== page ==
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Adrienne Rich, via Joel:
[I haven't read it yet. You'll read it to me.]

First having read the book of myths,
and loaded the camera,
and checked the edge of the knife-blade,
I put on
the body-armor of black rubber
the absurd flippers
the grave and awkward mask.
I am having to do this
not like Cousteau with his
assiduous team
aboard the sun-flooded schooner
but here alone.

There is a ladder.
The ladder is always there
hanging innocently
close to the side of the schooner.
We know what it is for,
we who have used it.

Otherwise
it is a piece of maritime floss
some sundry equipment.

I go down.
Rung after rung and still
the oxygen immerses me
the blue light
the clear atoms
of our human air.
I go down.
My flippers cripple me,
I crawl like an insect down the ladder
and there is no one
to tell me when the ocean
will begin.

First the air is blue and then
it is bluer and then green and then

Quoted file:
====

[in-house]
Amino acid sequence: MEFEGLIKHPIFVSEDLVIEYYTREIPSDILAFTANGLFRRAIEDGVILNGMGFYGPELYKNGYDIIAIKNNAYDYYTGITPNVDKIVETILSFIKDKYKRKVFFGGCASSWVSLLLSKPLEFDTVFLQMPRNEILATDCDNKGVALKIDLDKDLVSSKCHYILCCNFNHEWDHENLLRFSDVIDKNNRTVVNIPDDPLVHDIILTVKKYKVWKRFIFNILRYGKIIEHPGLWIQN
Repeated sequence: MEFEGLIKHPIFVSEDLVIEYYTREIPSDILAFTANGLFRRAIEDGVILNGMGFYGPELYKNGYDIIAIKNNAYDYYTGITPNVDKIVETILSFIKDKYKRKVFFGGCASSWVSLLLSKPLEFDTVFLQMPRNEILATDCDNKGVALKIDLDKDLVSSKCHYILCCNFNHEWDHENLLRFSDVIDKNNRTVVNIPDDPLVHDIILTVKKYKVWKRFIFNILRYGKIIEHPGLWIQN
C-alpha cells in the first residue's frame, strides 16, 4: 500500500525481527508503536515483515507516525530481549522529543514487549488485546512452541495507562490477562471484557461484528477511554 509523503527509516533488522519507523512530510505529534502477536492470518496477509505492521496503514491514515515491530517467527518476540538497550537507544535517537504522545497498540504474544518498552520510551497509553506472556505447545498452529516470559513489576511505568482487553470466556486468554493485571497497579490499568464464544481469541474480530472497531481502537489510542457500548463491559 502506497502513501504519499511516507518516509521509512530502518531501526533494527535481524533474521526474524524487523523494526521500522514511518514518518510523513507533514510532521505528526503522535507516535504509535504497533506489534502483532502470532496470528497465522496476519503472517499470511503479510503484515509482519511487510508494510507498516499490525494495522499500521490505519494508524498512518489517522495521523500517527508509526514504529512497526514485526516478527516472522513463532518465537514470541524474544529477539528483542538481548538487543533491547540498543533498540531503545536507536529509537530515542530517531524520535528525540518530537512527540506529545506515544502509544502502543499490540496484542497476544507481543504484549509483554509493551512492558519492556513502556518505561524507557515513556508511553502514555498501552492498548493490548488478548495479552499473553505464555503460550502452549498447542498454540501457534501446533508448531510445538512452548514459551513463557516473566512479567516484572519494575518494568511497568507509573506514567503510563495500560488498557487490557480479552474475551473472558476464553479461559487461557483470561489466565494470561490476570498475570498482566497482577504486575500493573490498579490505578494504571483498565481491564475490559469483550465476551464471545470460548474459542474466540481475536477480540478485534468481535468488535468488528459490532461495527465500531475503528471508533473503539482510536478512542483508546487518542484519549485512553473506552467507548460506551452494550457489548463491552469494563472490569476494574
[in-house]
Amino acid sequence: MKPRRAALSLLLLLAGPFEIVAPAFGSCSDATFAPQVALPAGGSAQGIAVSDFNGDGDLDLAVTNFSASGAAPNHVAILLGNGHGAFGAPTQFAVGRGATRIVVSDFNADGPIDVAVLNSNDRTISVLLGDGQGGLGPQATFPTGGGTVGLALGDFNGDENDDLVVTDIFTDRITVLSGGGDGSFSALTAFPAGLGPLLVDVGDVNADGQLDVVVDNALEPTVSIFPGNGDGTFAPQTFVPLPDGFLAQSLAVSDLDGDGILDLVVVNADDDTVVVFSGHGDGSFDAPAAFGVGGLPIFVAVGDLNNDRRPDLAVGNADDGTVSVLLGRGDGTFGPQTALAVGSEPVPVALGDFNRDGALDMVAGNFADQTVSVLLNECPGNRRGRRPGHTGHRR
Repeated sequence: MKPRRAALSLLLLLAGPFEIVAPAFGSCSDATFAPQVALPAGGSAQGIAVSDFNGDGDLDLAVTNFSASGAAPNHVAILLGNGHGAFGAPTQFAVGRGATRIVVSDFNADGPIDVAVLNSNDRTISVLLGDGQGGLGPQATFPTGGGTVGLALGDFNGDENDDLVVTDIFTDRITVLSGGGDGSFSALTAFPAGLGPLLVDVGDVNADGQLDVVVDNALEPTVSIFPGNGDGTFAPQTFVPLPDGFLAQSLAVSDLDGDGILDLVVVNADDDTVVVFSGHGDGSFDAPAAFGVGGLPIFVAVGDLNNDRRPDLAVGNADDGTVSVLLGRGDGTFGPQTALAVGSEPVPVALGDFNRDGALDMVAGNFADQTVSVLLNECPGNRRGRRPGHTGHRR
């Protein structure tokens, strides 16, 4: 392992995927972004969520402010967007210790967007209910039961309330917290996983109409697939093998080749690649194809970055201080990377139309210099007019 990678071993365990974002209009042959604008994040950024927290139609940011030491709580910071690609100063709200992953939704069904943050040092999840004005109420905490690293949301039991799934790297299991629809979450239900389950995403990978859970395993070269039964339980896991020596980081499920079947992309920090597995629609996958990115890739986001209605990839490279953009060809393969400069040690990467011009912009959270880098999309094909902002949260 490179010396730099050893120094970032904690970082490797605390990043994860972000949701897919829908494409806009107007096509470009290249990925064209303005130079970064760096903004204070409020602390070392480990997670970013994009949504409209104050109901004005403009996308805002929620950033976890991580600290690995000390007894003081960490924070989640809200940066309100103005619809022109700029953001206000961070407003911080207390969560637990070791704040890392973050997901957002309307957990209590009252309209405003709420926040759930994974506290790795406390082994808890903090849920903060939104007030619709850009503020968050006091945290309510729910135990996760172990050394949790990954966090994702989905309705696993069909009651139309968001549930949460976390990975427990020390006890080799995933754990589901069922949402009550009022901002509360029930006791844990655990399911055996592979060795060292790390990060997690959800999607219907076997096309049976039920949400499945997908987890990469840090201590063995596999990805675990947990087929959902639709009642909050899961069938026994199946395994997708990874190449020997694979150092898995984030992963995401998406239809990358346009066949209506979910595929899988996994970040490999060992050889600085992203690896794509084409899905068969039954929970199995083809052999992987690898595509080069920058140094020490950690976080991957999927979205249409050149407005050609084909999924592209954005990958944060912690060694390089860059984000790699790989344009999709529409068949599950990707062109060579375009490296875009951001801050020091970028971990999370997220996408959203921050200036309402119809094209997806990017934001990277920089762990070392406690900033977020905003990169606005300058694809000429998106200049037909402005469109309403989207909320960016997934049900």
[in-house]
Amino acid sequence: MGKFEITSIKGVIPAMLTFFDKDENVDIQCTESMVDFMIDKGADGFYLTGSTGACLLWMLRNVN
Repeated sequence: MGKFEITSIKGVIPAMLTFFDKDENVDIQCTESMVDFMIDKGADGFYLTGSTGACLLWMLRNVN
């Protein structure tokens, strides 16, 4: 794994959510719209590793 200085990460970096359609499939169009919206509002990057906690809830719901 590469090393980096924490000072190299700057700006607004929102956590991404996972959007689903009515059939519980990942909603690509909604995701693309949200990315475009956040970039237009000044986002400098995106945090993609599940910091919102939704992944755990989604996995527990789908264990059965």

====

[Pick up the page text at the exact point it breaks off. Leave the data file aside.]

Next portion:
black I am blacking out and yet
my mask is powerful
it pumps my blood with power
the sea is another story
the sea is not a question of power
I have to learn alone
to turn my body without force
in the deep element.

And now: it is easy to forget
what I came for
among so many who have always
lived here
swaying their crenellated fans
between the reefs
and besides
you breathe differently down here.

I came to explore the wreck.
The words are purposes.
The words are maps.
I came to see the damage that was done
and the treasures that prevail.
I stroke the beam of my lamp
slowly along the flank
of something more permanent
than fish or weed

the thing I came for:
the wreck and not the story of the wreck
the thing itself and not the myth
the drowned face always staring
toward the sun
the evidence of damage
worn by salt and sway into this threadbare beauty